School for International Training, Independent Study Project, 2004. “While the New Man of Cubadevelops and makes up his own decisions and his own mind, I saw a conformity that surprised me. Theteacher asked the 8
th
grade students several times about peace, international relations, and foundationalvalues. Some of the students’ responses were written and others were less formal, but almost all of themaddressed the topic of American imperialism. The students of twelve, thirteen, and fourteen years oldrepeated several comments against the U.S. in ways that made it obvious they were not fully thoughtthrough. In the answers that were given that did not mention imperialism, the teacher demanded that thestudents rewrite their answers, and when they did, they wrote about imperialism.”
2
 
graduating college, for the past four years, I have taught in schools in the low-income,underserved communities of Chester, PA, Brooklyn, Harlem, and the South Bronx.Throughout the past three years, I have also attended Bank Street College of Education,where I have focused my studies upon understanding the developmental processes of young people, and the kinds of individual and collective interpretations and actions of which they are capable at distinct ages and in distinct contexts. This work has led me torediscover Critical Pedagogy as a philosophy of education rooted in the formation of “empowered, learned, highly skilled democratic citizens who have the confidence and thesavvy to improve their own lives and to make their communities more vibrant places inwhich to live, work, and play” (Kincheloe, p. 8) At its foundation, Critical Pedagogy isthe philosophy of education that recognizes and “affirms men and women as beings in the process of 
becoming 
- as unfinished, uncompleted beings in and with a likewiseunfinished reality” (Freire, p. 84). This philosophy not only accounts for, but inherentlyaligns with research in developmental and cognitive psychology that shows distinctcapacities of logical reasoning, symbolic functioning, and collective identification asindividuals mature into adulthood.In order for human beings to become empowered, for us to interpret the obstaclesto the achievement of our goals, and strive towards overcoming those obstacles, we mustundergo a process of developing a critical consciousness, what Freire calls“conscientização.” This development of critical consciousness, a consciousness thatallows one to be aware not only of his or her surroundings, but also meta-aware of him or herself, is a process deeply rooted in guided-experience and reflection. It is through this process that individuals can acquire a personal and collective agency to determine theavenues for action that most closely align with their intended outcomes. This notion of acritical consciousness was developed by Freire as the goal of a critical pedagogy, and has3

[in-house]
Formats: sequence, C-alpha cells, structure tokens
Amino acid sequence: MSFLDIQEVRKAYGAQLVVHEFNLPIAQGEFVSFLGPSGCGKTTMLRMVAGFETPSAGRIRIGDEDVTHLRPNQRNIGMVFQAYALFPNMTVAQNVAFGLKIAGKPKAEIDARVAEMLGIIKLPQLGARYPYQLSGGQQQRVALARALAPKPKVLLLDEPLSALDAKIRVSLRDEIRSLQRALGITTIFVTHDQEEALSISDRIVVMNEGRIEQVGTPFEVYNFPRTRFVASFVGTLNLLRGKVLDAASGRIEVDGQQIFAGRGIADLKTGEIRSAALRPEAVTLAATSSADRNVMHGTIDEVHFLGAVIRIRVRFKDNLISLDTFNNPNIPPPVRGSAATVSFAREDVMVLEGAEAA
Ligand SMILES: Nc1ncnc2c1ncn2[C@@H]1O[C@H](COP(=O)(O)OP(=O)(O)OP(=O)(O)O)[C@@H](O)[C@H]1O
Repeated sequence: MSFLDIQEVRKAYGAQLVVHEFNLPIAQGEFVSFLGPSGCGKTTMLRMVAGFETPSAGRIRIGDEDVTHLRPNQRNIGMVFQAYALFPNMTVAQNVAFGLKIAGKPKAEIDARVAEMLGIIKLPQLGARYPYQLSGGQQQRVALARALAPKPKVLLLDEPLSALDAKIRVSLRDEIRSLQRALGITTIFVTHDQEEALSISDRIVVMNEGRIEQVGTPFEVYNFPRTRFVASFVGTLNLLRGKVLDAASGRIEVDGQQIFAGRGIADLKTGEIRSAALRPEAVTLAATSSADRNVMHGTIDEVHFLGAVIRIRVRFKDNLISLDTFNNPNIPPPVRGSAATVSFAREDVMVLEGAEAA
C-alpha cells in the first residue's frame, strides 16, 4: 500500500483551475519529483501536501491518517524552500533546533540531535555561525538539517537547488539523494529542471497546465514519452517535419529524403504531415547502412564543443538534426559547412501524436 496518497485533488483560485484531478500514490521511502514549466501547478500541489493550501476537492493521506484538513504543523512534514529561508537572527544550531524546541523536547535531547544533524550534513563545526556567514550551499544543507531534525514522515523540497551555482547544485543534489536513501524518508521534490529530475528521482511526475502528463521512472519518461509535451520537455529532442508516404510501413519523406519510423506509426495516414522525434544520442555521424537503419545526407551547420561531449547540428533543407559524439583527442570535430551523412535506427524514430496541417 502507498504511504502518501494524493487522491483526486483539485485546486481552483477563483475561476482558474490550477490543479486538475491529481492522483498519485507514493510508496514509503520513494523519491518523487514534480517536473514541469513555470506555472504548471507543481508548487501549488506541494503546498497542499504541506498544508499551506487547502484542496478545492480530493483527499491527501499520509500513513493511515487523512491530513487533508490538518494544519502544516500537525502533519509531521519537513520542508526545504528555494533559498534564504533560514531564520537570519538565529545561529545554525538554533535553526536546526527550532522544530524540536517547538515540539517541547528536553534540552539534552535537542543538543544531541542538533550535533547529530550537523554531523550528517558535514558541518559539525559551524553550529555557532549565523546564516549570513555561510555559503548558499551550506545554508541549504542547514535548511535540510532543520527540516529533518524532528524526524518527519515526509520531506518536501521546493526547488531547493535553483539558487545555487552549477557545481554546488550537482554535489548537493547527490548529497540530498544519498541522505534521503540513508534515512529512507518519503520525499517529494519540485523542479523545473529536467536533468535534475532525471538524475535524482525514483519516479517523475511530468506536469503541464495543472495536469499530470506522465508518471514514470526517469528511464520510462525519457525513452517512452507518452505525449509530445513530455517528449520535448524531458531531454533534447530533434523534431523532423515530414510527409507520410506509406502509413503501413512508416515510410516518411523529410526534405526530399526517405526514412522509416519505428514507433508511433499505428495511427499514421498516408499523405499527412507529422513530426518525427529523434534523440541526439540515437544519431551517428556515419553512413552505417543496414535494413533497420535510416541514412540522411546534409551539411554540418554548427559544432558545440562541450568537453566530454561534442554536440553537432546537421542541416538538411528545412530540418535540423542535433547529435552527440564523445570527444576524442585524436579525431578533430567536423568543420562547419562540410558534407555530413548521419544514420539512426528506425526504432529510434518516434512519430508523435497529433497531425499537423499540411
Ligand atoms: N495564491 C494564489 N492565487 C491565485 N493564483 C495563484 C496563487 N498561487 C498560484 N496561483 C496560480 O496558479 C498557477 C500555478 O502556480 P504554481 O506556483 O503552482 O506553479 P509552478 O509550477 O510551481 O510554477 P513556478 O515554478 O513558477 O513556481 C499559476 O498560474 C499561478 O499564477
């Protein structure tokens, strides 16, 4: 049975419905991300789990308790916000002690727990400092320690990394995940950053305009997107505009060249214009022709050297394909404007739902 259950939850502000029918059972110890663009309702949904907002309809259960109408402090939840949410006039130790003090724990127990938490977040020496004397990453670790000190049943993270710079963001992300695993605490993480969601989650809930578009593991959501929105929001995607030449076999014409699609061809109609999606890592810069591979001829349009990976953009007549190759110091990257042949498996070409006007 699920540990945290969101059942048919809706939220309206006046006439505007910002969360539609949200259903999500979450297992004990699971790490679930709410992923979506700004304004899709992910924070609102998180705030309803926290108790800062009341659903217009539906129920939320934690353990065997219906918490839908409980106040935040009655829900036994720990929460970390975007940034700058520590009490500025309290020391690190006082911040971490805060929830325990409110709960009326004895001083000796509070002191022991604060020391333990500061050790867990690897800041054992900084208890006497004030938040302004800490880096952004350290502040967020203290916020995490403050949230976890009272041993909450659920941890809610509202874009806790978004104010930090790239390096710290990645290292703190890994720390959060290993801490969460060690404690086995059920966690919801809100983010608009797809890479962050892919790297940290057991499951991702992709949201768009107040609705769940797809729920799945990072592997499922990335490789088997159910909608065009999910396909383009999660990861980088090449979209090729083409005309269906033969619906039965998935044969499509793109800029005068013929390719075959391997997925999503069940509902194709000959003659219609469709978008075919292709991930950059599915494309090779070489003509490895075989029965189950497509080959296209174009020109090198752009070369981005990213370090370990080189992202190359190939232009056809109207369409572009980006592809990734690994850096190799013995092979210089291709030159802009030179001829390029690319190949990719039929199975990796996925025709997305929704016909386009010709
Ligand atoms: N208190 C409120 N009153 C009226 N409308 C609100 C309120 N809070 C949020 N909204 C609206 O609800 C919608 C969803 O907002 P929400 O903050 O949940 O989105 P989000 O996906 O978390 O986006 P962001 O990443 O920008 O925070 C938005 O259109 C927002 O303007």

Activity (21)

You've already reviewed this. Edit your review.
1 hundred reads
1 thousand reads
John Smith liked this
proyectolibre liked this
bettsc liked this
angelesb liked this
Nur Kholiq liked this
Nur Kholiq liked this
mogessol liked this
mogessol liked this

You're Reading a Free Preview

Download
/*********** DO NOT ALTER ANYTHING BELOW THIS LINE ! ************/ var s_code=s.t();if(s_code)document.write(s_code)//-->